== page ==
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Neuron. 2015 May 6;86(3):646-64. doi: 10.1016/j.neuron.2015.02.018.

Pleasure systems in the brain.

Author information

1
Department of Psychology, University of Michigan, Ann Arbor, MI 48109-1043, USA. Electronic address: berridge@umich.edu.
2
Department of Psychiatry, Warneford Hospital, University of Oxford, Oxford OX3 7JX, UK; Centre for Functionally Integrative Neuroscience, University of Aarhus, 8000 Aarhus C, Denmark.

Abstract

Pleasure is mediated by well-developed mesocorticolimbic circuitry and serves adaptive functions. In affective disorders, anhedonia (lack of pleasure) or dysphoria (negative affect) can result from breakdowns of that hedonic system. Human neuroimaging studies indicate that surprisingly similar circuitry is activated by quite diverse pleasures, suggesting a common neural currency shared by all. Wanting for reward is generated by a large and distributed brain system. Liking, or pleasure itself, is generated by a smaller set of hedonic hot spots within limbic circuitry. Those hot spots also can be embedded in broader anatomical patterns of valence organization, such as in a keyboard pattern of nucleus accumbens generators for desire versus dread. In contrast, some of the best known textbook candidates for pleasure generators, including classic pleasure electrodes and the mesolimbic dopamine system, may not generate pleasure after all. These emerging insights into brain pleasure mechanisms may eventually facilitate better treatments for affective disorders.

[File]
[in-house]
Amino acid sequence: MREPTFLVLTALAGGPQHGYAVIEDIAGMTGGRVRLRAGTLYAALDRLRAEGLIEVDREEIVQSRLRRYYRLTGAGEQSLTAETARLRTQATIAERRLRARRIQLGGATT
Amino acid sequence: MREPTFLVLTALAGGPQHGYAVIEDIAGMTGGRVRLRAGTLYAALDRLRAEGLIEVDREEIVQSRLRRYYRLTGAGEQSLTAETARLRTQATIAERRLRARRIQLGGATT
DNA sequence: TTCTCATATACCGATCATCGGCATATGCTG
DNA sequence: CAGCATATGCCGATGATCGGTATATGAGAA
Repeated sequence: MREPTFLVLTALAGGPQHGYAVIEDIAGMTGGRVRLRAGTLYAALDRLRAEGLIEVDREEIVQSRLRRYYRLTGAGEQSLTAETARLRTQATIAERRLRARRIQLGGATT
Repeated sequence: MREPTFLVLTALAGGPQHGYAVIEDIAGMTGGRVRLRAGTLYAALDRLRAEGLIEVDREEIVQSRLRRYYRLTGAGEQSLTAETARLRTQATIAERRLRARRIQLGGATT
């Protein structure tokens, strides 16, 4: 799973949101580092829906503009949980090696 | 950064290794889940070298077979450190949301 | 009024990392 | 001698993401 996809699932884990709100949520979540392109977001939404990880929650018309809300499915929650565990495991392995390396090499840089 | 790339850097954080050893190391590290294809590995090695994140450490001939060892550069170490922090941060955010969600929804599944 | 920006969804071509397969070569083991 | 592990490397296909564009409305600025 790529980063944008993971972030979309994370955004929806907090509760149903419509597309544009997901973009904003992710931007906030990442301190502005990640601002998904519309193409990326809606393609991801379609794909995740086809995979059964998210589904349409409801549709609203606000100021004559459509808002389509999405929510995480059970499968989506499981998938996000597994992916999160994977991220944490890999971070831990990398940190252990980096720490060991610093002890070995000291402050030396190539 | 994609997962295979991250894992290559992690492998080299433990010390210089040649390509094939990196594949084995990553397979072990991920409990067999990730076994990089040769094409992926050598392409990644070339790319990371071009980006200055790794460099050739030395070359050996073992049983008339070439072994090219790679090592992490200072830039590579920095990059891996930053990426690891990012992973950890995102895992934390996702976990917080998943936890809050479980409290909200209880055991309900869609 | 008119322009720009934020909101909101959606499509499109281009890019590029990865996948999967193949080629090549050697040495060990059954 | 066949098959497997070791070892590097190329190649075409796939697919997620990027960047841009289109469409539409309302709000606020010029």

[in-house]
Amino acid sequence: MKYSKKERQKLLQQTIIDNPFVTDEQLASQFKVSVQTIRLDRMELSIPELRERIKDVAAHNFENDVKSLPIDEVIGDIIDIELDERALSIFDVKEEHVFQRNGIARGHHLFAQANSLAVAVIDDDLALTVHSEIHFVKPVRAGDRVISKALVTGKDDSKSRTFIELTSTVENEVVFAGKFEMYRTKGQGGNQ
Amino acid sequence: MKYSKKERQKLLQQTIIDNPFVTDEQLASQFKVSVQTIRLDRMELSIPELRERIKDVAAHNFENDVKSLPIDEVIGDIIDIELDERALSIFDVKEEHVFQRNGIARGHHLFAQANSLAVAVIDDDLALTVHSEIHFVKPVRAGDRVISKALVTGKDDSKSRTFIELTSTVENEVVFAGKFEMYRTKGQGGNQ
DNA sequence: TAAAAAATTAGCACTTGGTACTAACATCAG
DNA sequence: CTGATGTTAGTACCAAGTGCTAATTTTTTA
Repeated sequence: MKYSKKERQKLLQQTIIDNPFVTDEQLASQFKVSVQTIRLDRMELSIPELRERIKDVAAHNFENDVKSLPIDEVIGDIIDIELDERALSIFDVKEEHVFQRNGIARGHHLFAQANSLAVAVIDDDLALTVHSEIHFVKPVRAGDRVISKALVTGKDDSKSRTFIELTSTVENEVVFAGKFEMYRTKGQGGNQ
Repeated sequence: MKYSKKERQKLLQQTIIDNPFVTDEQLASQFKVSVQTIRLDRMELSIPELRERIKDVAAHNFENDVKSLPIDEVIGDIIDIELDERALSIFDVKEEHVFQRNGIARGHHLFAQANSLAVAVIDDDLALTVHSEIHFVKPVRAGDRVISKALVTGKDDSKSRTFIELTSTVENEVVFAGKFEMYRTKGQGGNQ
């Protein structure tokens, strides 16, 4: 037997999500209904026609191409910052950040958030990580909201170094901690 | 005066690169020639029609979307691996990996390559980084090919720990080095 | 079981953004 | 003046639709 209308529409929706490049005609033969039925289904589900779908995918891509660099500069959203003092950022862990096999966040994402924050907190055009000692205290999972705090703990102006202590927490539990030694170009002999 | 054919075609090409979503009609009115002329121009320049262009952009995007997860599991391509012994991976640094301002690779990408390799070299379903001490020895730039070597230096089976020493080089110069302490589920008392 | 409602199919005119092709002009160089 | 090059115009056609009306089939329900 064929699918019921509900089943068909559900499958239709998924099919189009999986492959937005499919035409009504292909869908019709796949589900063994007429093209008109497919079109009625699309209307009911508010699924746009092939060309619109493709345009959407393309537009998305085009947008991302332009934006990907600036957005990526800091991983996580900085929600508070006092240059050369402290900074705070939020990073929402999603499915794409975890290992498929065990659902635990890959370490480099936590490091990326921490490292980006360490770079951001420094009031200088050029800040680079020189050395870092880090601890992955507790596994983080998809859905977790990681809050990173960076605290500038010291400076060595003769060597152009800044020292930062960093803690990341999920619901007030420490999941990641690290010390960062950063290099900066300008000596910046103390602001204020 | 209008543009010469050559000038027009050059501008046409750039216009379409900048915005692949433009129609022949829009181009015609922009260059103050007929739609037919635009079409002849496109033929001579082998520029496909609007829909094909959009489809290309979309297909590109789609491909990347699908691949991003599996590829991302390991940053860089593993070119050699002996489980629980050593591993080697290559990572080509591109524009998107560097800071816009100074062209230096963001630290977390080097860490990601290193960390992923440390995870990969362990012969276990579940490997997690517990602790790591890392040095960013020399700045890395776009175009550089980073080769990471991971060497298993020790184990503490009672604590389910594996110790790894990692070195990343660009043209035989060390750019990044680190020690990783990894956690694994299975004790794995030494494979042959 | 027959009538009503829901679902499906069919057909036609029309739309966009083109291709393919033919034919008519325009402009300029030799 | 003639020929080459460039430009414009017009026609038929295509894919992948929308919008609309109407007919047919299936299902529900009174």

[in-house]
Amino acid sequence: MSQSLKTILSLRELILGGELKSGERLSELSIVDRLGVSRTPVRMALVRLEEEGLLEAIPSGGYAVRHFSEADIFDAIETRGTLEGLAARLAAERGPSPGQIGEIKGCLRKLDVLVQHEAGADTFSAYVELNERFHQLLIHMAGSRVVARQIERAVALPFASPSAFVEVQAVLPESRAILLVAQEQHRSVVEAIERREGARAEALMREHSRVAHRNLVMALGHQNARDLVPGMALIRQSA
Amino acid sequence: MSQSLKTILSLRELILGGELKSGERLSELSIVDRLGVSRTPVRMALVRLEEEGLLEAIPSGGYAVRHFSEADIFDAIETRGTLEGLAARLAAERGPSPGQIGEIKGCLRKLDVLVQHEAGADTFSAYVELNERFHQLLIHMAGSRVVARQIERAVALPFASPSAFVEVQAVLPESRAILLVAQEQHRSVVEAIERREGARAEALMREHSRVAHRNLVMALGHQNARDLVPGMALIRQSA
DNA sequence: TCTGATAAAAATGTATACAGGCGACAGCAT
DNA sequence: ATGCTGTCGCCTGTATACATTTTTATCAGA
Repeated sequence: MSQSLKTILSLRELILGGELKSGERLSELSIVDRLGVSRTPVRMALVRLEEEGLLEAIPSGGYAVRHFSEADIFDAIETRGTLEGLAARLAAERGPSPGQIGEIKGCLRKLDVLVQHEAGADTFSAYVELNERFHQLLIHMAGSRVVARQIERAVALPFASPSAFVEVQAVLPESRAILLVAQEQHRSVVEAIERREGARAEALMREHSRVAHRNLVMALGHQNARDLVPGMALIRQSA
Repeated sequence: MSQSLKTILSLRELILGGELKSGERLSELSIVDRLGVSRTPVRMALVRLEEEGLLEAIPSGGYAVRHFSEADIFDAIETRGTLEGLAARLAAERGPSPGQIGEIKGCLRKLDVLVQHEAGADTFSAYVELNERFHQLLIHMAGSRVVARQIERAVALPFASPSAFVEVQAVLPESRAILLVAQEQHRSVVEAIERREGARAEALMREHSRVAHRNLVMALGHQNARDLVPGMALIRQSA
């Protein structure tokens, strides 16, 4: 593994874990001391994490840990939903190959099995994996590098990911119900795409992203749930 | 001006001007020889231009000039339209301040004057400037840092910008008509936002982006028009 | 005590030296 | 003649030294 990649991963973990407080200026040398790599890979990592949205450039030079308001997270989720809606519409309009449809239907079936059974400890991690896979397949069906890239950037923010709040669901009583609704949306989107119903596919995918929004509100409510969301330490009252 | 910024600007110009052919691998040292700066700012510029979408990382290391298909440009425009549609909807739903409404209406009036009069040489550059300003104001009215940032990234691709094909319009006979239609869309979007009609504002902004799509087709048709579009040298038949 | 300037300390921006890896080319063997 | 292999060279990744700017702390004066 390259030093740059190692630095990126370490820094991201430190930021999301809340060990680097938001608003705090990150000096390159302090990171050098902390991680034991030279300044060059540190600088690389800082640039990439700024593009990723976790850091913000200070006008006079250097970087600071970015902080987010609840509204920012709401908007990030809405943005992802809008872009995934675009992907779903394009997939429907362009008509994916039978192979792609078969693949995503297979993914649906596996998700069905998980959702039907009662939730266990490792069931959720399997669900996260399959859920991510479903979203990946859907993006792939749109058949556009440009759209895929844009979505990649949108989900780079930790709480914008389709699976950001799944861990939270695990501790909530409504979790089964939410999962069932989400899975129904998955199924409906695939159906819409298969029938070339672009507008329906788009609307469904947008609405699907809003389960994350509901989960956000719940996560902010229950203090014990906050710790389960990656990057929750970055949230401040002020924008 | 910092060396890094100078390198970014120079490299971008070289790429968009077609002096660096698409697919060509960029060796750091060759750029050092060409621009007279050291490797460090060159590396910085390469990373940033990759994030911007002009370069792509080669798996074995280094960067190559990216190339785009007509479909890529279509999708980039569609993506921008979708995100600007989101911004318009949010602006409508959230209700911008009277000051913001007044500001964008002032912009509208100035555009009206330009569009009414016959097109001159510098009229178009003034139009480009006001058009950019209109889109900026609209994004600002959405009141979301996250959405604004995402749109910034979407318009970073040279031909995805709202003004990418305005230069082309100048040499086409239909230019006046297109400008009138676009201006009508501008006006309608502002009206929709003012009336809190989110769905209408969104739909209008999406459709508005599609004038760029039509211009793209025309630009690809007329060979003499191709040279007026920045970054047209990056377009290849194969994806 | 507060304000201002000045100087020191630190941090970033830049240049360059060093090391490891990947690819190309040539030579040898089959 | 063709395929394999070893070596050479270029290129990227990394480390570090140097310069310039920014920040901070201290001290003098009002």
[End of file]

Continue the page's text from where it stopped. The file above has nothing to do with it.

PMID:
25950633
PMCID:
PMC4425246
DOI:
10.1016/j.neuron.2015.02.018
[Indexed for MEDLINE]
Free PMC Article

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